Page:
First off, I hope everyone had a safe and enjoyable weekend. I know we did.
We did a lot of yard work this weekend - moving mulch to flower beds, assembling a new grill, and replacing soaker hose. In case you were wondering, no, this is not the ideal time of year to replace soaker hose, but it was absolutely necessary. In our backyard we have stone terraces that are heavily planted and get a fair amount of sun. For years I have used soaker hoses on timers to water these terraces, as well as the front gardens (in full shade) and the vegetable patch. Being terraces the drainage is excellent, but the water retention - not so much, even with 4 inches of wood chip mulch. Nothing lasts forever and soaker hoses are no exception - they had dry rotted to the point that every time we turned them on we got at least one geyser somewhere. When it got to the point of the hoses having more compression fittings than actual hose, we decided we had to replace them. My plants were becoming desperate for water on days when it didn't rain (which haven't been many of late).
If one replaces soaker hose in the spring, it is easy to weave them around plants. However, if one replaces them in early July, the difficulty level increases dramatically. Leaves and branches have to be held out of the way, rose bushes are large and aggressive, and the terraces are hotter than a pizza oven in the desert due to the heat sink effect of the stone. Navigating around the plantings is challenging to say the least, especially if one happens to have the balance of an egg, as do I. Let us not omit the constant presence of mosquitoes, either. Between trying not to step on plants nor be impaled by them, trying to control 75 foot lengths of hose that had its own ideas about appropriate placement, and attempting to fend off the vampiric horde of mosquitoes, I suspect I looked rather like I was having some sort of seizure.
So there I was, doing soaker hose ballet on the terraces, when I heard my neighbor call me - in a whisper. I extricated myself and went over to her, and she points to the mulberry tree that provides so much food for the squirrels (and thus entertainment for us). Sitting on one of the lower branches is a woodchuck. (For those of you not familiar with regional rodentia nomenclature, a woodchuck is often called a ground hog, and occasionally a whistle pig. Where I grew up they were woodchucks or whistle pigs, so named for their whistle-like alarm call).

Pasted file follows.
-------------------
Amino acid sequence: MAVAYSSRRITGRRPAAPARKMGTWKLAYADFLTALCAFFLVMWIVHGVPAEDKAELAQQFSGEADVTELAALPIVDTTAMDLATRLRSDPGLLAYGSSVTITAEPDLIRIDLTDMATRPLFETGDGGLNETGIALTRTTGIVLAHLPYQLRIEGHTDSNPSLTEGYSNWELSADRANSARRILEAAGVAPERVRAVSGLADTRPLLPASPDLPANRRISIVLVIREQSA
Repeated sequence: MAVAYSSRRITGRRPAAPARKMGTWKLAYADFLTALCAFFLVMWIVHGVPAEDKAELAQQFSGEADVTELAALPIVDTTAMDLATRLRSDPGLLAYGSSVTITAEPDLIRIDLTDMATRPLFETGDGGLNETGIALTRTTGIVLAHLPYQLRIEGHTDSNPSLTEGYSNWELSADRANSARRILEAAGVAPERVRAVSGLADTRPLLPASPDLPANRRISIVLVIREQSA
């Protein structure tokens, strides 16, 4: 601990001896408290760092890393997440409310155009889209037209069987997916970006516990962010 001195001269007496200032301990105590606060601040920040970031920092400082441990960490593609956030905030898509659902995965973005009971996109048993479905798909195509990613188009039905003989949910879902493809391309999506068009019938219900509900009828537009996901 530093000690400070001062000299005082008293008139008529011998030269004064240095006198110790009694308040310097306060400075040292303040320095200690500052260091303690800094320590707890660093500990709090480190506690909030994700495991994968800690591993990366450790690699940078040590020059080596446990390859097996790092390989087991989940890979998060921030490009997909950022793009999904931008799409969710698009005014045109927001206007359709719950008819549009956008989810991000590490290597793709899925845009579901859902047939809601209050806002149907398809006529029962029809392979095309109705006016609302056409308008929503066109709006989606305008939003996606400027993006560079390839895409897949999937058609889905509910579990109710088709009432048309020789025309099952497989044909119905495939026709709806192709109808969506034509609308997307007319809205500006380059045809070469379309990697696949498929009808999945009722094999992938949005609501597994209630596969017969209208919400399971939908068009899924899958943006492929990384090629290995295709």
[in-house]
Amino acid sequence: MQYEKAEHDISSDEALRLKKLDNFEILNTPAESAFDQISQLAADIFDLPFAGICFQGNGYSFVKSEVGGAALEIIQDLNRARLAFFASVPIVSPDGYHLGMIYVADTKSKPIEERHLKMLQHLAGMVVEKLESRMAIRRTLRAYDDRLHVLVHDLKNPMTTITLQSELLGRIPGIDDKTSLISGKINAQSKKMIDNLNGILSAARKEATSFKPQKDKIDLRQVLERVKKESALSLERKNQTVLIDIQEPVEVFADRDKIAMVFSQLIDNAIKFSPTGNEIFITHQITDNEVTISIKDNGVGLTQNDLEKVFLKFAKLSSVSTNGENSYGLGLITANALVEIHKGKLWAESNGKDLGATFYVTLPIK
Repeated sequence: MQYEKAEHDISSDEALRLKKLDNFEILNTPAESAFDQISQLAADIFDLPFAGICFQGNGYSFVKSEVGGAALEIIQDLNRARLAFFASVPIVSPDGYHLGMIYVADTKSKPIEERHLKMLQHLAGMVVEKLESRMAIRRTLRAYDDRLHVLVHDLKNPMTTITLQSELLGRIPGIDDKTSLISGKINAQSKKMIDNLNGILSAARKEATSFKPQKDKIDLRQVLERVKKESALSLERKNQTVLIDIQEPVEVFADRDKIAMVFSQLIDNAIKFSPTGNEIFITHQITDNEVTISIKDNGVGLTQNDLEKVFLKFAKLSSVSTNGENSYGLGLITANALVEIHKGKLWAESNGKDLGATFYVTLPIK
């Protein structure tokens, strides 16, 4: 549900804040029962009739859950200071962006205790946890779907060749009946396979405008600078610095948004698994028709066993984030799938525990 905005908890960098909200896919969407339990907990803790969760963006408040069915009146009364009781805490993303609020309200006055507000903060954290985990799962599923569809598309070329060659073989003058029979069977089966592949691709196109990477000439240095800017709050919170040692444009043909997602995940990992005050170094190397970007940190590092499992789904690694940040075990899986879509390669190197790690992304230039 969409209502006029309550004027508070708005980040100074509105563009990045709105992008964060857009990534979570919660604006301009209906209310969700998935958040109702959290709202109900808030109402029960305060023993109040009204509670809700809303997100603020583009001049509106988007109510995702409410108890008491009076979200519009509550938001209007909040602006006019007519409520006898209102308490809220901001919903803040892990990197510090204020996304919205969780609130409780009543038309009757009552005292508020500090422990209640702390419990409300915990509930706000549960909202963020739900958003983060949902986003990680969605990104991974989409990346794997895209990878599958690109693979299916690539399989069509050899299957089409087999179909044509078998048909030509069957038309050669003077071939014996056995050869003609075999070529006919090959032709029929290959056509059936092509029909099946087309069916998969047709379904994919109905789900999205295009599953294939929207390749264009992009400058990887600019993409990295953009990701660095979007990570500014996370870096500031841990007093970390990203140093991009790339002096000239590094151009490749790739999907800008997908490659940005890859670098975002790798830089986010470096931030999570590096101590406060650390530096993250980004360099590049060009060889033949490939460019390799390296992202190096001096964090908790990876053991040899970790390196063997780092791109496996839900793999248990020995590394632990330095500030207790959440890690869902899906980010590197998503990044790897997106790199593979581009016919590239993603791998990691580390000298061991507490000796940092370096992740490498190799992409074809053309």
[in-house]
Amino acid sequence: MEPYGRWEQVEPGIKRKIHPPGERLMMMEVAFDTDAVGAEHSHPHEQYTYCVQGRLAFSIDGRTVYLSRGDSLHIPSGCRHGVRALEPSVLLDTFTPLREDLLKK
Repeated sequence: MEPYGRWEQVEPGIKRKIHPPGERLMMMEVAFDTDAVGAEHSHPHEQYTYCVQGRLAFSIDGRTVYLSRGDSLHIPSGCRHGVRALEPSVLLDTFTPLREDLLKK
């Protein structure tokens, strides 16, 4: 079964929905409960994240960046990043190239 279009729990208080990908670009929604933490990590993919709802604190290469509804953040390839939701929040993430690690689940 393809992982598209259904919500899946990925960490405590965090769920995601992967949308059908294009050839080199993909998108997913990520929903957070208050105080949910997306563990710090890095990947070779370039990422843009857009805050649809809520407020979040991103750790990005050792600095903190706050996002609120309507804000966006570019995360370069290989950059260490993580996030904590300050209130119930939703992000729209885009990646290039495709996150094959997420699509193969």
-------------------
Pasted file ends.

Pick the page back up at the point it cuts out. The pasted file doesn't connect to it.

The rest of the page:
Woodchucks are burrowing animals; they do not normally climb trees. According to Wikipedia, they can and will climb trees if threatened, but are not recreational arborists. I have no idea what may have motivated this burrowing rodent to take up arborial habits, and the woodchuck wasn't about to divulge this information. I did not see any particular threat to the woodchuck prior to its entry into the tree, but what I perceive as a threat my not be the same for Marmota monax. Yet there s/he sat, hale and healthy, enjoying being the center of attention and eating a few mulberries to boot.
Being a reasonable person, I explained to the woodchuck that we would leave it to get down on its own, but if it had not done so within an hour, we would assist it. Being a reasonable rodent, the woodchuck departed the mulberry tree shortly thereafter.
I resumed soaker hose replacement, and by then Bob had finished what he was doing and came to assist me. We finished up the west terraces and moved on to the east side. I have three levels of terraces; on the lowest level on the east side is a large rugosa rose bush that Bob has dubbed Beelzebush, or Devil-bush for short. I think Bob genuinely believes that Beelzebush is a carnivorous plant, but that is because every time he gets within five feet of it he loses a few ounces of flesh. He actually will not get within five feet of it if he has any kind of choice at all, so I had the pleasure of weaving the soaker hose around Beelzebush. To Bob's great amusement, I patiently explained to the rose bush that I was bringing it water and it was not to bite me. To his great disgust, Beelzebush did not stick a single thorn in me. The moral of this story is that it pays to talk to your plants.
Purls of wisdom: When you reach the end of your rope, tie a knot in it and hang on.